Issues beset China's onshore bond market, says rating agency​

 

HONG KONG -- Beijing's liberalization of the multitrillion onshore bond market was a vital step in the internationalization of the yuan but a local rating agency said technical issues are hampering the participation of foreign institutional investors.

 

"For the bond market to take off, investors have to price the bond correctly. Basically, you need to know how to assess the risks," Warut Promboon, chief rating officer at Dagong Global Credit Rating, told reporters at a panel discussion on Thursday. Dagong is a Beijing-based agency founded in 1994 upon the approval of the People's Bank of China and the former State Economic and Trade Commission to grade onshore debt instruments.

 

The onshore bond market still had to address issues around information disclosure, taxation, capital repatriation and credit ratings before institutional investors would take the plunge.

 

According to a July report by Deutsche Bank, Chinese bonds remain underweight in international bond portfolios, making up only 1.5% of such portfolios, while those from Japan and the U.S. accounted for 9% and 38% respectively. This is despite China being the third largest bond market in the world.

 

Promboon, who was previously a bonds analyst at Societe Generale, ING bank, and Standard Chartered Bank, pointed out the huge gap between domestic and international rating standards.

First, the former is based on comparisons between local peers, whereas the latter is between global counterparts. Second, "a lot of support mechanism" is factored in for any onshore triple-A rating.

"First of all, we look at the influence that the government has on the company's management policy.

 

[Then] we look at how systemically important the company is to the Chinese economy," said Promboon. "Triple-A rating onshore is pretty much an investment grade, anything below that, mostly are non-investment grades."

 

Promboon said Dagong was trying to match the national- and global-scale ratings. "We do have a mapping table already," said Promboon, "But the mapping table is a guidance. It's not set in stone. So, everything that can be translated has to be decided by the rating committee anyway. It's more like a roadmap."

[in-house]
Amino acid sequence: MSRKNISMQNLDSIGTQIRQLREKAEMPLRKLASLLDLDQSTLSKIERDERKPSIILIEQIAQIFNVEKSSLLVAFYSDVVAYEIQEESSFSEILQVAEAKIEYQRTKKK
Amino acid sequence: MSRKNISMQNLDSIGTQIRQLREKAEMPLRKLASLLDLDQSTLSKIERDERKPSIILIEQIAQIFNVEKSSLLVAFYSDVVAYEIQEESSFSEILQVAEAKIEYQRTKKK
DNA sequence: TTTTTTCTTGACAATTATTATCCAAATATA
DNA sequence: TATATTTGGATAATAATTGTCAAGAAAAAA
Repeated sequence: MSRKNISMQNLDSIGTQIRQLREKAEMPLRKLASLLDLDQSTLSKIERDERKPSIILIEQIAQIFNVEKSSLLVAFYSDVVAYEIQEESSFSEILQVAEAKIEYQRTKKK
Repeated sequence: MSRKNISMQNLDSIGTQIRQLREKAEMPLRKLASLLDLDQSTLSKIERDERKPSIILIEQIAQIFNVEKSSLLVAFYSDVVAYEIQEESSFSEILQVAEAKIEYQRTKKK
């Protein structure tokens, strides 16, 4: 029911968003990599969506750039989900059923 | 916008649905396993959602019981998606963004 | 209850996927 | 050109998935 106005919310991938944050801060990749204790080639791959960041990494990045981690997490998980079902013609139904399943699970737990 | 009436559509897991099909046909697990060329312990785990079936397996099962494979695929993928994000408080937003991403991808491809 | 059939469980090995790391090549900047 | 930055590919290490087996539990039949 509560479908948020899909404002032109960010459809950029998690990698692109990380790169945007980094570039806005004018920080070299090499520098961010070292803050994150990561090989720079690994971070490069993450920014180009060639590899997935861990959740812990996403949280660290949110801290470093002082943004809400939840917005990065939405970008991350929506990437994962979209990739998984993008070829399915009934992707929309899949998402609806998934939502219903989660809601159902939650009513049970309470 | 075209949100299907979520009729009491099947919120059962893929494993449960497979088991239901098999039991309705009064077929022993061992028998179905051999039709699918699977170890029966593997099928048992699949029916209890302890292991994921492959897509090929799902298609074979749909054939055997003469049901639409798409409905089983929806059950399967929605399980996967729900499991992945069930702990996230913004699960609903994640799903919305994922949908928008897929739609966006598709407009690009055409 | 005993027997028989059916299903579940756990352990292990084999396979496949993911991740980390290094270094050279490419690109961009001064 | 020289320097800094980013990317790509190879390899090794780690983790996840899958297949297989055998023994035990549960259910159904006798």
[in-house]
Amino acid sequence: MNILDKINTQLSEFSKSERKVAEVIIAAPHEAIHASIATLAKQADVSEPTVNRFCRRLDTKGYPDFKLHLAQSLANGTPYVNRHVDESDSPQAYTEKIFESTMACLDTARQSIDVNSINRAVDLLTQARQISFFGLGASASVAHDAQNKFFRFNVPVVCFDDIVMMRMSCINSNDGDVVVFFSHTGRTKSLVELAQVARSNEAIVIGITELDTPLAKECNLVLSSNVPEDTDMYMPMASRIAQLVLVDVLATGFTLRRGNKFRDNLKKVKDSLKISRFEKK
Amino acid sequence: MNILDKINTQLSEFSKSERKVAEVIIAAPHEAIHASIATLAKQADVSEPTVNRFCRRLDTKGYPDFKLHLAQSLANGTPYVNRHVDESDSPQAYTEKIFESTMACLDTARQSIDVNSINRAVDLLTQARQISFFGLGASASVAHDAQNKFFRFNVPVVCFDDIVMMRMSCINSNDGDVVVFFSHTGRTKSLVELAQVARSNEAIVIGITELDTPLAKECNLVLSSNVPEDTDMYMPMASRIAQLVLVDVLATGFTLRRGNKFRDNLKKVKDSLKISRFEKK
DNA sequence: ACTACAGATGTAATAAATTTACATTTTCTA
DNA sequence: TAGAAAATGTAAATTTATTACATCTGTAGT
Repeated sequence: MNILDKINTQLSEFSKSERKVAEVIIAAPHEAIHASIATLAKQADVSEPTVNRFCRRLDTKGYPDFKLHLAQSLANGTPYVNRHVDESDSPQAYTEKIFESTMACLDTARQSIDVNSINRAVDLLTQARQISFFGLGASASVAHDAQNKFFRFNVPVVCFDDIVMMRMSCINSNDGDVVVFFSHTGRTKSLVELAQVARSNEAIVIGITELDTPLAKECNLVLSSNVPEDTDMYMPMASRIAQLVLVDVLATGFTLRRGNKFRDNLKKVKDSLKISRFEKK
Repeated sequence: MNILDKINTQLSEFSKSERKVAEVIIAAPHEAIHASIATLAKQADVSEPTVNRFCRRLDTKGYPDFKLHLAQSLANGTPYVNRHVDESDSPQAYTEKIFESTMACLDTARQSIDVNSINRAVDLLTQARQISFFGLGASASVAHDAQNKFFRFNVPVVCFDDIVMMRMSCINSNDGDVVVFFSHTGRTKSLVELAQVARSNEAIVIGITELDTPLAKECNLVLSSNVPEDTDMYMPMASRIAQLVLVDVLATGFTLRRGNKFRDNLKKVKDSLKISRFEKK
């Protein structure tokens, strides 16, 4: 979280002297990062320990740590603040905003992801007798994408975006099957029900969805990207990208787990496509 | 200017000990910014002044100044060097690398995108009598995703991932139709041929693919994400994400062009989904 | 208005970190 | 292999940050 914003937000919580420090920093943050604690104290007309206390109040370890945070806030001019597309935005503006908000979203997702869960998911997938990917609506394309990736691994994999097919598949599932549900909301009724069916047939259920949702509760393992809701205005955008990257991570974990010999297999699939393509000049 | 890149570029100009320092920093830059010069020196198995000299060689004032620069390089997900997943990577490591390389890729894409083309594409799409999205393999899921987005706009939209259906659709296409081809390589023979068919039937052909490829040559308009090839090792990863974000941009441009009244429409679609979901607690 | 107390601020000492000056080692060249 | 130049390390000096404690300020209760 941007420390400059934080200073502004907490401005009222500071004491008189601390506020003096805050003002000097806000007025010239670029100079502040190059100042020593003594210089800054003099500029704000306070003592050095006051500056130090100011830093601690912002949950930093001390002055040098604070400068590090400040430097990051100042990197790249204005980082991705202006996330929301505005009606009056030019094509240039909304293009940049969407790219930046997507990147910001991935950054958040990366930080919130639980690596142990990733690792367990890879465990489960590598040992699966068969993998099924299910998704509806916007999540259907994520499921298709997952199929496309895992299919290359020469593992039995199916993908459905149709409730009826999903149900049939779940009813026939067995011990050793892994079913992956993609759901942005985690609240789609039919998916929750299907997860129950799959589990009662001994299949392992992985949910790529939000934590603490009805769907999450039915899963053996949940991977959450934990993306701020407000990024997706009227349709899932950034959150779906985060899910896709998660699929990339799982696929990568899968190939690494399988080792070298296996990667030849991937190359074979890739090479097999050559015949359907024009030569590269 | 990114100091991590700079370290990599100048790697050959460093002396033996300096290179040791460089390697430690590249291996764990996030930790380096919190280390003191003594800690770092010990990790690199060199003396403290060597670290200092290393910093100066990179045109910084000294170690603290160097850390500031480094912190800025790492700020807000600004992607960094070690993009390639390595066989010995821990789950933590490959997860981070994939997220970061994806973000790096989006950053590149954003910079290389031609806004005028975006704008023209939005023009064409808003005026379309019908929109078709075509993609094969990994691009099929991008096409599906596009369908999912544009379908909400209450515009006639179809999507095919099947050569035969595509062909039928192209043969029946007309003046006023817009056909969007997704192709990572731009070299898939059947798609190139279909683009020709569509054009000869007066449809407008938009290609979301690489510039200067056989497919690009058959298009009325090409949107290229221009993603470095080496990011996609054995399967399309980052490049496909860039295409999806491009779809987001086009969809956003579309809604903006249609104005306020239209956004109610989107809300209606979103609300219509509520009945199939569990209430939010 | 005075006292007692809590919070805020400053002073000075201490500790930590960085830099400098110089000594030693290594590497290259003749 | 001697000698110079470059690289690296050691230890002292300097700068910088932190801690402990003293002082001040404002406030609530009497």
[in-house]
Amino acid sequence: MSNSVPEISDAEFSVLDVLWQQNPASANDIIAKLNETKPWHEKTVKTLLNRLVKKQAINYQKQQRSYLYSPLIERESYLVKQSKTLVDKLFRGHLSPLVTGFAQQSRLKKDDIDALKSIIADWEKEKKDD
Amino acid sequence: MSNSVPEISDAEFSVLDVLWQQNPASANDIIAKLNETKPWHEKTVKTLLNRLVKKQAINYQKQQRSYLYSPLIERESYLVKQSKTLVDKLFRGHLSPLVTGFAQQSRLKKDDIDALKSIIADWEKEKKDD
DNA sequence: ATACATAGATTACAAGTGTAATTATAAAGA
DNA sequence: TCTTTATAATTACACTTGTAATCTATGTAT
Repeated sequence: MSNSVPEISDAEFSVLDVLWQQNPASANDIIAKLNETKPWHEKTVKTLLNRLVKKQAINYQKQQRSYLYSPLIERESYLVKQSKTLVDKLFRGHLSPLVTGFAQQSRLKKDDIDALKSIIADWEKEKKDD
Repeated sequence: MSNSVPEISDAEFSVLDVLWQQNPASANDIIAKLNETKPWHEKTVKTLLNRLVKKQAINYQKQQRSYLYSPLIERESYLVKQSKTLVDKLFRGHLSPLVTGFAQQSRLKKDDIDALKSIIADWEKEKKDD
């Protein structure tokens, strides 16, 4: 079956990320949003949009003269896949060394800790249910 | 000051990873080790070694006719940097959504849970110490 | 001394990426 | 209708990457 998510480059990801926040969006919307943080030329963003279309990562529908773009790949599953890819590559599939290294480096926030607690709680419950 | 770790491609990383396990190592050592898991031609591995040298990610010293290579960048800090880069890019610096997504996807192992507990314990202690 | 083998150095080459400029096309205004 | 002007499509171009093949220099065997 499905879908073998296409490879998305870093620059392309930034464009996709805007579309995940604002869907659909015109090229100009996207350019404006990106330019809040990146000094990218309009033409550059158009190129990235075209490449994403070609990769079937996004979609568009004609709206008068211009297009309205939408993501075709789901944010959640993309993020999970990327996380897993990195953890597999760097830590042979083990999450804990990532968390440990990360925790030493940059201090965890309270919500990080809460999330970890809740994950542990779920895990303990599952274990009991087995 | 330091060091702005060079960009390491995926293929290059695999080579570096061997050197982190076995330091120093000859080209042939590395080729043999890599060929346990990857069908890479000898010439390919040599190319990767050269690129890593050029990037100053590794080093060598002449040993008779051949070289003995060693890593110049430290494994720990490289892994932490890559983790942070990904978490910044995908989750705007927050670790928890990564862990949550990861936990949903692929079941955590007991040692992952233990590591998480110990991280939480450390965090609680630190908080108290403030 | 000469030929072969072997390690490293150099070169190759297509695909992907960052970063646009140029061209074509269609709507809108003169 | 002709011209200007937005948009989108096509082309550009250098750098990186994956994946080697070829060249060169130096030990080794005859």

About 28% of the 22,719 onshore Chinese bonds are rated "AAA-" or above at the end of July, based on data from China Central Depository & Clearing. About 60% of the bonds were given double-A levels. Only 86 offerings, or less than 0.1%, were rated BBB+ or below.

 

The official central depository said that 58% of their ratings were consistent with those of credit rating agencies, while 41% were assigned lower grades. In June, 62% of China's ratings were consistent with those of agencies.

 

The lack of information was identified by Promboon as the main reason overseas investors are holding back. For instance, some company information is only available on the homegrown financial terminal Wind, but not on global data providers such as Bloomberg and Reuters.

 

That also partly explained why foreign investments remain highly concentrated in government bonds and policy bank bonds, which altogether made up 50% of foreign holdings in August, data from China Central Depository & Clearing shows.

 

Murkiness surrounding the structure of China's bonds and issues such as withholding tax on coupon payments and capital gains tax also baffled investors. "These, actually, we are still discussing with the central bank as well as the taxation bureau in China to hopefully have a clearer guideline on how they'll actually be implemented," said Patrick Wong, head of China sales and business development at HSBC, one of the four foreign settlement banks that help overseas investors access the onshore bond market and register for trading.

 

Apart from central banks and sovereign wealth funds, Beijing has also allowed commercial banks, insurers, securities companies and asset managers to partake in the onshore bond markets since February. However, demand has mainly come from asset managers, according to Wong. In terms of geography, 40% was from the U.S., 40% from Europe, and the remaining from Asia.

 

Angus Hui, Asian fixed income portfolio manager at Schroder Investment Management, was sanguine about the Chinese bond market. He sees the attractive yields there compared with other markets, especially in the current scenario of near-zero to negative interest rates in Europe and Japan.

 

Hui expects China's $8 trillion bond market to displace Japan's $11 trillion one and become the world's second largest in five years. That would be supported by its likely inclusion into global benchmarks.

For instance, a 1-2% weighting in the J.P. Morgan Global Investment Grade Aggregate Bond Index would result in $40-60 billion flowing into China's bond market. He also believes the increased offerings of yuan-related hedging tools in the future would help offset bearish bias against a devaluation of the yuan, which is dampening demand for Chinese bonds.

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